To publicize his new "Paintings" book, Paul grants a frank interview to the London Sunday Times: "Sometimes I look at my paintings like a hard critic and think, 'I am too open. I show what is in my mind.' Linda asked me,'Why do you want to exhibit?' The answer is that people will wonder what I have been up to all these years. I also thought it wouldn't be bad to get some feedback." He is asked about the possibility of marriage: "You never know. Life develops. I feel better than I have felt for a couple years, but what they don't tell you is that time heals by erasing. In one respect I want to be as close to Linda as when she was alive, but the healing aspect is the other. You have to eventually say 'This is the brief.' All our relatives die, we will die. And you know, you've just got to get on with it."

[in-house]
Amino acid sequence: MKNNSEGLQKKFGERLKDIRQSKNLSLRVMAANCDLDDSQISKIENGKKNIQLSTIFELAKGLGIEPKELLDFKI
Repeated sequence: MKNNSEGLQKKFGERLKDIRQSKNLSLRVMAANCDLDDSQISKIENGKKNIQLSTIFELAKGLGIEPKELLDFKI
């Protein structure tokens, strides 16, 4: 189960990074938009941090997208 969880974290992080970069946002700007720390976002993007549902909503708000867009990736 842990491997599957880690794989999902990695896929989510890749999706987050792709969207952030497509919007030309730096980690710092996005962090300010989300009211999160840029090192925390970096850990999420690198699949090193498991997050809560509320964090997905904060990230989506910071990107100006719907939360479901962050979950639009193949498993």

Paul and Heather Mills are in Geneva to address the UN conference on banning landmines. "There is still an urgent need for greater effort to clear mined land and to help victims," says Paul in his address. "Too many people are still being killed and maimed, too much land can't be used. This is a problem that can be solved, if we want to. Every minute counts."

Paul attends the first UK exhibition of his paintings at the Arnolfini Gallery in Bristol. He signs copies of the "Paintings" book, holds an hour-long chat with guests and reportedly utters the words "whacking great hard-on" for the first time in public (in reference to the painting "Celts").